• BobCon says:

      I would really like to know that there is a reckoning going on at the top Ivies as far their admissions policies, because grads like Kobach, Hawley, McEnany, Cotton and Cruz definitely seem like vapid ticket punching hacks.

      If these schools are running quota systems that are enabling a lot of dangerous mediocrities to jump the line and burn down democratic institutions, they should be asking themselves what they are really gaining from it. One of them might make them seem open minded, but an endless cascades of disasters makes it seem like they’re courting clods.

      • P J Evans says:

        They’re good at writing papers and talking. They were smart enough to get in, though that doesn’t guarantee graduation.

      • Norskeflamthrower says:

        “I would really like to know that there is a reckoning going on at the the top Ivies as far as their admission policies…”

        Me too but it ain’t happening and anyway, it’s not the entrance policies and requirements but the graduation performance standards and evaluations that seem to be the problem.

        My wife is a retired teacher who teaches teaching methods part time to students at a local state university preparing students for student teaching. She’s been doing this for four years now and in the beginning she was a bit concerned about the quality of students who got that far and the pressures on instructors to pass them on. This last year of virtual teaching has exposed this problem on steroids and the instructors who suffer the most are those who are full time assistant professors on tenure tracks. But this semester something interesting has happened. The attitudes and work quality appear to have improved noticeably because the students are not terrified of failing this last hurdle before their formal student teaching experience. And as a result there are far fewer at risk students who exhibit inability to meet the minimum requirements leaving only those who for one reason or another don’t do the work. So anyway, my wife thinks that any unqualified graduates from Ivies are examples of pass-ons.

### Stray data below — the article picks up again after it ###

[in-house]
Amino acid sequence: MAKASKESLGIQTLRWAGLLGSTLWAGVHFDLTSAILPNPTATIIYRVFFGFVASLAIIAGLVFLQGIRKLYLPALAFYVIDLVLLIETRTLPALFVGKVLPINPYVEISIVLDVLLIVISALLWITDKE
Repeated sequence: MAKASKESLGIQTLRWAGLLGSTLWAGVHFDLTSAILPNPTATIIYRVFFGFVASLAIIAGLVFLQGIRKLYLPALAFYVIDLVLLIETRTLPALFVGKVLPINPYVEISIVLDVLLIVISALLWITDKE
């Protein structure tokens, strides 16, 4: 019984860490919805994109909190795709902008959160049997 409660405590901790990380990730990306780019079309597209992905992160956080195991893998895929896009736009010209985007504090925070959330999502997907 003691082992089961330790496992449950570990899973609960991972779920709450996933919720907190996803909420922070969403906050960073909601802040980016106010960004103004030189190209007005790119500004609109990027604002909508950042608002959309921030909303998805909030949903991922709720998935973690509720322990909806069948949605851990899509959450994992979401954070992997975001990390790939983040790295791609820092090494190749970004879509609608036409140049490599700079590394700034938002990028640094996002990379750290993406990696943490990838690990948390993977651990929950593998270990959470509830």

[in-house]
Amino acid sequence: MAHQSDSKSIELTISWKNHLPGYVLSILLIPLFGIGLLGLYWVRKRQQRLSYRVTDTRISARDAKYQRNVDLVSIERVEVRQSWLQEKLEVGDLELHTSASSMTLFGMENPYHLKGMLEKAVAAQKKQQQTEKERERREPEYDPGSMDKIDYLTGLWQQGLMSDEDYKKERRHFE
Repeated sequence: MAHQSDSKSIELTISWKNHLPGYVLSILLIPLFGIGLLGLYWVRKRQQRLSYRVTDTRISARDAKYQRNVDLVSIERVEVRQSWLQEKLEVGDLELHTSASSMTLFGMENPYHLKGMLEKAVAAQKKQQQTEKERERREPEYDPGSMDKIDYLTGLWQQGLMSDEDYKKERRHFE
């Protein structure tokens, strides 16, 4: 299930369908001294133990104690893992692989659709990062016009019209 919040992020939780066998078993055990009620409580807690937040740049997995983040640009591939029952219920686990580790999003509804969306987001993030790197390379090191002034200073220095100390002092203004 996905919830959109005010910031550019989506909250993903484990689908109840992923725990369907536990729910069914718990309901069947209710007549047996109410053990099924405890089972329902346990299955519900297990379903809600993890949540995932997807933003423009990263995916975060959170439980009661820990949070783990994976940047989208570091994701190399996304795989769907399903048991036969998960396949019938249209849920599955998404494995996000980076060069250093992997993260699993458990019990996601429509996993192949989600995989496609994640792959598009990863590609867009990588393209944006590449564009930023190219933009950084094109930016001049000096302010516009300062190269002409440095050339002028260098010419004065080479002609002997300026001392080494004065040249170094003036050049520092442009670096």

7. klynn says:

    Thanks for your post Ed.

    The Evangelical militants, are in need of further examination in terms of size and end goals. This wing will not stop.

    As for who Q is and do the feds know? I do not have answers but one observation. Q set out to create deep distrust in government and dems with its’ “deep state” campaign. So if you are an investigative or intelligence arm of government and know who/what Q is, how do you reveal/arrest/dismantle effectively when its’ followers would see gov actions as untrustworthy deep state actions thereby making Q’s case?

    That game theory play by Q alone gives a clue who Q is or who Q is supported/funded by.

  8. Stephen Calhoun says:

    Manichaeism of an end-times ‘dominionist’ evangelical sort is a flavor that mixes well with QAnon, given how it completes the old line anti-semitic circle and resonates, also, with very persistent, thus long-standing, conspiracy flavors.